With all of the Greater Los Angeles area schools back in session now, it’s a good time to take a look at some of the things that will most affect our students. Among them the Common Core State Standards (CCSS) will be implemented in the 2013-2014 school year, the Local Control Funding Formula (LCFF) was enacted in 2013, and LAUSD outpaced the State’s API scores.
Common Core State Standards is a near-universal set of academic standards (i.e., what students should know and be able to do in each subject and grade level) agreed to by 45 states that will affect K-12 education. CCSS was designed by educators and academic experts, and inspired by standards from the world’s highest-performing countries. It represents a huge shift in teaching English Language Arts, and math (other subjects may be phased in later). The concept is to have the same set of standards nationwide – so that if families move to different schools or states students will be familiar with the standards in english and math.
The Local Control Funding Formula is a complex system that will ultimately provide much needed financial resources to many schools with poor, underserved, English Language Learners, and Special Education students in CA. schools. It’s a result of the passage of proposition 30, by CA. voters in 2012. A meeting highlighting many of the LCFF was held on August 8th at the Los Angeles County of Education (LACOE) Office in Downey. The meeting which was conducted and sponsored by State and County officials gave an overview of LCFF, and allowed public comments by education stakeholders (including this writer). Although the LCFF will not be fully implemented for several years – it has already appropriated an advance of $26,735,314,361 (yes that’s 26 billion) to CA. schools for the 2013-2014 school year.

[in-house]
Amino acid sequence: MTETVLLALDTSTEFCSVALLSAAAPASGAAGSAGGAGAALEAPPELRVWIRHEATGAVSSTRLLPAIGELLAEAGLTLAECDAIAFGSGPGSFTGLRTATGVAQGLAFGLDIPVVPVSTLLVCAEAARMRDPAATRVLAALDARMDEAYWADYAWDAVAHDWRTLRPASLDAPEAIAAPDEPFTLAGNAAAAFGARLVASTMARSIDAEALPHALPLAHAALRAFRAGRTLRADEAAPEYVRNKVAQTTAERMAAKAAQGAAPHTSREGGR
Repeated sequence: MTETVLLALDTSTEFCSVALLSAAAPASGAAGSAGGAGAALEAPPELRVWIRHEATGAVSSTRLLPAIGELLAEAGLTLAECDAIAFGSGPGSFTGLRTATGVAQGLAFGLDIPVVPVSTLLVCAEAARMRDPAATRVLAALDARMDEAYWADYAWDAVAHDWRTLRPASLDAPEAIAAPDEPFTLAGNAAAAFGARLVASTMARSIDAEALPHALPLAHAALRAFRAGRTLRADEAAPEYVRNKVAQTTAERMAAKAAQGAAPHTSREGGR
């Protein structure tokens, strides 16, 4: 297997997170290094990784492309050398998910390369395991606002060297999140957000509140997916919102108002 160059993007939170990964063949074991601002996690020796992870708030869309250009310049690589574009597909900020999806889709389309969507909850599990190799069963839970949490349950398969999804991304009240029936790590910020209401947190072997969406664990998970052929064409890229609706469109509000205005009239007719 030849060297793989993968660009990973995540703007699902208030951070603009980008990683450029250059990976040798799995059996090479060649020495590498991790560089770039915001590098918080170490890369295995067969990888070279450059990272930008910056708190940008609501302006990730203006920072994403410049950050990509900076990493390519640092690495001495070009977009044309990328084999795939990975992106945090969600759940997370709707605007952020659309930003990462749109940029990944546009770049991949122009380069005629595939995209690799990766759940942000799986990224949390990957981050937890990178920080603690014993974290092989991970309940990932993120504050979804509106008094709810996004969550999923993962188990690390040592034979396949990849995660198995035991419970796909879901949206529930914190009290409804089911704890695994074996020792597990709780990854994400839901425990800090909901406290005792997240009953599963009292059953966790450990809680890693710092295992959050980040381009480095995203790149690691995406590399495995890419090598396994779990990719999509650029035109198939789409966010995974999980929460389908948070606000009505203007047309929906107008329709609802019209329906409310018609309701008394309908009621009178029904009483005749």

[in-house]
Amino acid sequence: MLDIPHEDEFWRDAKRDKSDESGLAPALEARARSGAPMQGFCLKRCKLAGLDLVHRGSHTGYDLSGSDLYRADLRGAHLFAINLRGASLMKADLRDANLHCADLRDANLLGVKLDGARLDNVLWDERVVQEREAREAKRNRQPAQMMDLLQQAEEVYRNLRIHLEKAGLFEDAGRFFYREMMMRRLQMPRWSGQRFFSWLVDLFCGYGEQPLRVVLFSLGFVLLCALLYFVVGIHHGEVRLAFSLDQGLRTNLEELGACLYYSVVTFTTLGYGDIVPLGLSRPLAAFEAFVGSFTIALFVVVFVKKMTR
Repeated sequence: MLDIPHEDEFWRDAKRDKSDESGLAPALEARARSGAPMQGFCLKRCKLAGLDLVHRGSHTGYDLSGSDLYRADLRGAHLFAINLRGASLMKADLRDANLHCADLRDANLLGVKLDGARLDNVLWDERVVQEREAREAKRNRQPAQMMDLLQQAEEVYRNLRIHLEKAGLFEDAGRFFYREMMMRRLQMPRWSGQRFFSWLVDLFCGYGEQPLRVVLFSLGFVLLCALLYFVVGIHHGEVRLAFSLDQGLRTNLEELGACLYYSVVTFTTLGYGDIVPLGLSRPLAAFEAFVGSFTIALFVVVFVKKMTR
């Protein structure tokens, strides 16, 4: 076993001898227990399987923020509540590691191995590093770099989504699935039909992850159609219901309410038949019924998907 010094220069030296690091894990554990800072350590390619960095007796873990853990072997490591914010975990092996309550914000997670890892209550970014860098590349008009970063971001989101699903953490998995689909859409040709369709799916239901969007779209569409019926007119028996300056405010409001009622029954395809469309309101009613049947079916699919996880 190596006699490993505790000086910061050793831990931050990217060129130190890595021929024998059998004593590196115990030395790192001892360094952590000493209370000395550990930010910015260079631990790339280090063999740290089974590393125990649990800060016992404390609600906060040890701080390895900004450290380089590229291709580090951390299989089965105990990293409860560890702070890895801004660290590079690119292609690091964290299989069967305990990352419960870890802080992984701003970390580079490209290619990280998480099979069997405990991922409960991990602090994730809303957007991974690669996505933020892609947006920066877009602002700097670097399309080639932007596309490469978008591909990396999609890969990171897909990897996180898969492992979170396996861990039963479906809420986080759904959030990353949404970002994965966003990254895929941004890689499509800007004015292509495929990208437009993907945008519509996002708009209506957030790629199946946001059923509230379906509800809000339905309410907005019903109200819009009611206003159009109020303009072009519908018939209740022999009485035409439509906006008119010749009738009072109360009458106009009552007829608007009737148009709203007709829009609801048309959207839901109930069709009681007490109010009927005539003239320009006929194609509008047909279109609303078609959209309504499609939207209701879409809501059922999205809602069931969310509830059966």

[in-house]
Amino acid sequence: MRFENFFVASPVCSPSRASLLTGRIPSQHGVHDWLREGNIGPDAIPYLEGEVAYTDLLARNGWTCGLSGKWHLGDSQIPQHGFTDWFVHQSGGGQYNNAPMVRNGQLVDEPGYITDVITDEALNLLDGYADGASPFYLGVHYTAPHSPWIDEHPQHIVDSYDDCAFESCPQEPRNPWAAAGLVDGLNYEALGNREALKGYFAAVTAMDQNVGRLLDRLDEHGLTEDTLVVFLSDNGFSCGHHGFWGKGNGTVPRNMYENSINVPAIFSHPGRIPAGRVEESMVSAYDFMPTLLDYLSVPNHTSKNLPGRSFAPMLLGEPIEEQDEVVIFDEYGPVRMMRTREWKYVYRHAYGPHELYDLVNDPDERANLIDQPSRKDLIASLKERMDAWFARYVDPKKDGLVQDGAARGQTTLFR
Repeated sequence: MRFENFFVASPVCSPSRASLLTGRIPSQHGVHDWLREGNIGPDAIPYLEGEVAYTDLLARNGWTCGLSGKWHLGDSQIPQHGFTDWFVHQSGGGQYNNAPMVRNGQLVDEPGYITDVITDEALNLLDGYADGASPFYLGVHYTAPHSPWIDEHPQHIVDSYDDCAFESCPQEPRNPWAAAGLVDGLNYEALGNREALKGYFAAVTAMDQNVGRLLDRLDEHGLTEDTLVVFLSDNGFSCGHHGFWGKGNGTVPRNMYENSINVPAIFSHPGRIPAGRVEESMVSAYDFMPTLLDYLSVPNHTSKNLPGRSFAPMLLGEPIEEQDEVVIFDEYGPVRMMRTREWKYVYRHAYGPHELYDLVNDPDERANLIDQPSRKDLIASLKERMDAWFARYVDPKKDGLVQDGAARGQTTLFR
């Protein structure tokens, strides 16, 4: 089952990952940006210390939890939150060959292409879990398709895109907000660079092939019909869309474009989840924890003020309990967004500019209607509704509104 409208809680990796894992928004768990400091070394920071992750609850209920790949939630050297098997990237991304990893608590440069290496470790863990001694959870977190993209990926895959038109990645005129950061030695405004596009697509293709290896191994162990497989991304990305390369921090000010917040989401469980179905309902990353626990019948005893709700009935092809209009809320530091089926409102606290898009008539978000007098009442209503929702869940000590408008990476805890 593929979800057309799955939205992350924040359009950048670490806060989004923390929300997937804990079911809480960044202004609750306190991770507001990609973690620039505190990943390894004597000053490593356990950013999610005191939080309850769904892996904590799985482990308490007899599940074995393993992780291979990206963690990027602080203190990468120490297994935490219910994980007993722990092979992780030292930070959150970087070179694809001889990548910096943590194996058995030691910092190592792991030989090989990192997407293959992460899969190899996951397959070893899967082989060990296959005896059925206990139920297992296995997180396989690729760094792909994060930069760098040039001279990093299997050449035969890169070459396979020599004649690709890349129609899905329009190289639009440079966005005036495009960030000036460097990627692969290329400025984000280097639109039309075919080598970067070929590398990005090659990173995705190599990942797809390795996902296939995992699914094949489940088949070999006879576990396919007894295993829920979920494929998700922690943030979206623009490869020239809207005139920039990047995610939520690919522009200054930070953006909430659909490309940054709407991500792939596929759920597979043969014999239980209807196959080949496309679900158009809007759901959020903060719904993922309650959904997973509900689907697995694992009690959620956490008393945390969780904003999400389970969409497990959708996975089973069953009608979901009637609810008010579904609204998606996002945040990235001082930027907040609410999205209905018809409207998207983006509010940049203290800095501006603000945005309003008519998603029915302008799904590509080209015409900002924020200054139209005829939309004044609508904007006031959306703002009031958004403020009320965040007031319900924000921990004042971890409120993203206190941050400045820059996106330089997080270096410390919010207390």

And finally, LAUSD has surprisingly outpaced the State’s API scores even though half of their schools still are not meeting adequate standards according to the most current data. However one school in Watts, Animo College Preparatory Academy made the highest gain (110 points) in the State. Mendez Learning Center, and other schools located on the Roosevelt High School campus also scored higher than the state average. A school official attributed their gains to recruiting and training strong principals and teachers, using technology to meet student’s needs, and increased parental involvement.
For more information on CCSS, LCFF, and API scores go to: www.cde.ca.gov